“Competition among limit orders creates narrower spreads and additional depth of book, both of which contribute to a reduction in transaction costs for all investors,” Sauter wrote in an April 2010 comment letter to the SEC.
Limit orders are critical in keeping transaction costs under control, Sauter contends, for several reasons: They can protect orders from the danger posed by brokers front-running their customers’ orders or, more straightforwardly, from the market moving against the direction in which orders are placed.
“The flash crash,” Sauter explained, “was a perfect example. If you had placed market orders, you could have been dragged all over the place. If you had limit orders, you were safe.”
To that point, only investors who had placed market orders would have ended up with penny transactions on the “stub quotes” in Procter & Gamble or Accenture. Limit orders would have kept their users near the going market price, when the Dow Jones Industrial Average plunged 600 points in a matter of minutes and liquidity effectively left the market.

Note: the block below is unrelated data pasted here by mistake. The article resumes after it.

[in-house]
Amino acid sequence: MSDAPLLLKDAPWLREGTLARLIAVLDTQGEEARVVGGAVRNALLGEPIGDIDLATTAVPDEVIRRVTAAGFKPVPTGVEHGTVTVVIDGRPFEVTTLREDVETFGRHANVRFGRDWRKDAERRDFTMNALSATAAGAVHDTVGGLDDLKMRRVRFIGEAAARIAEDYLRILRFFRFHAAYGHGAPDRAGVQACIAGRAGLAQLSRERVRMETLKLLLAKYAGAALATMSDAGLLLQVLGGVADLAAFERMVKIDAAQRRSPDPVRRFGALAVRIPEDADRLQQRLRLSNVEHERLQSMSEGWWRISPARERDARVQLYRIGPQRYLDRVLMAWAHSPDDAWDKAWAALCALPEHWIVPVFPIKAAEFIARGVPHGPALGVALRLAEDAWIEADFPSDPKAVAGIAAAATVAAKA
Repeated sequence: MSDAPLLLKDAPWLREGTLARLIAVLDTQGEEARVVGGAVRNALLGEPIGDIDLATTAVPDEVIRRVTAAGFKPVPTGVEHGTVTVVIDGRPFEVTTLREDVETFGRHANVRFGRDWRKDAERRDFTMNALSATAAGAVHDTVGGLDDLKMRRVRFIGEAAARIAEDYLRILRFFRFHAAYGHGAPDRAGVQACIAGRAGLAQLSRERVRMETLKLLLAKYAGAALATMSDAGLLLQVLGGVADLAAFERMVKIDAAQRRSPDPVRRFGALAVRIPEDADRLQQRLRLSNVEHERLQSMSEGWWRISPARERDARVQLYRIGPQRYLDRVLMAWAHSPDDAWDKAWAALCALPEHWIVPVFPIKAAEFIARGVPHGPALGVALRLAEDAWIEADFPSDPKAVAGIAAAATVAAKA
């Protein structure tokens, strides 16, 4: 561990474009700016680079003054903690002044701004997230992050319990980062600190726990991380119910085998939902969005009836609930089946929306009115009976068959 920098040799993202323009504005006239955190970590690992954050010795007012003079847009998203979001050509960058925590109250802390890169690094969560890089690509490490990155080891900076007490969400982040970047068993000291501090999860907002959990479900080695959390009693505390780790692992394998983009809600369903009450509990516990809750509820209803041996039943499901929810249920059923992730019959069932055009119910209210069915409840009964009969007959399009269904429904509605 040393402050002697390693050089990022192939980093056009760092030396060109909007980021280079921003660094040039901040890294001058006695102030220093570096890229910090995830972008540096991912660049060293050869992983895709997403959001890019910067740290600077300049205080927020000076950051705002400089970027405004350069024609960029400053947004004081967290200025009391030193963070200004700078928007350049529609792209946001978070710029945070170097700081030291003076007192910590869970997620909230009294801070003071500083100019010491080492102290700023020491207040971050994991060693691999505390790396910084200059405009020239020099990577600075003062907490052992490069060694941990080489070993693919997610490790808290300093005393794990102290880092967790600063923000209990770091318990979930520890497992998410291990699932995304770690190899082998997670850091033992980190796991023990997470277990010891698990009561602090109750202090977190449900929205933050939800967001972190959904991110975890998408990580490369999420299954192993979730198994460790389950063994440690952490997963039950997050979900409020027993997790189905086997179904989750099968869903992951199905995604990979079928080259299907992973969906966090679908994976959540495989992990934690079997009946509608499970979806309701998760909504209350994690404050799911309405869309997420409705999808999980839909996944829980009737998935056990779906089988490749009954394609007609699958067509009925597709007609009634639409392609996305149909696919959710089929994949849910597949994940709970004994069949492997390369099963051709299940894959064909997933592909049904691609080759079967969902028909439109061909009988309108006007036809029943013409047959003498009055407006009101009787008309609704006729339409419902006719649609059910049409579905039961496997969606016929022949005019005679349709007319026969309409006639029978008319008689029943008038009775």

Limit orders, along with several market structure changes over the last 20 years including changes in order-handling rules and the passage of Regulation National Market System, have dramatically reduced transaction costs, he says.
Requiring orders to seek the best prices across all national markets created more competition. Pure and simple. This has produced intense combat between exchanges for business. And it brought in new trading venues that have won market share by lowering fees and offering rebates on the commissions paid to brokers, to attract business. And liquidity.
“Vanguard and its investors have benefited from the competition that today’s market structure facilitates,” Sauter said.
Vanguard points to the work of David Xiao, formerly with Citi Global Portfolio Trading Strategies.
For a $1 billion basket of Standard & Poor’s 500 stocks, Xiao found that the cost of trading a share of stock fell 70.5 percent, from 1999 to 2009, because of such competition.
Spreads equated to a fee of 70 basis points on each share of stock traded in 1999 and just 3.5 basis points in 2009. The liquidity cost, or the impact on the price of putting an order into a market and seeing the price move away from the original target, equated to a cost of 42 basis points in 1999 and 29.5 points in 2009.
“I think the way the structure of the market has evolved has been very beneficial to investors,” Sauter said.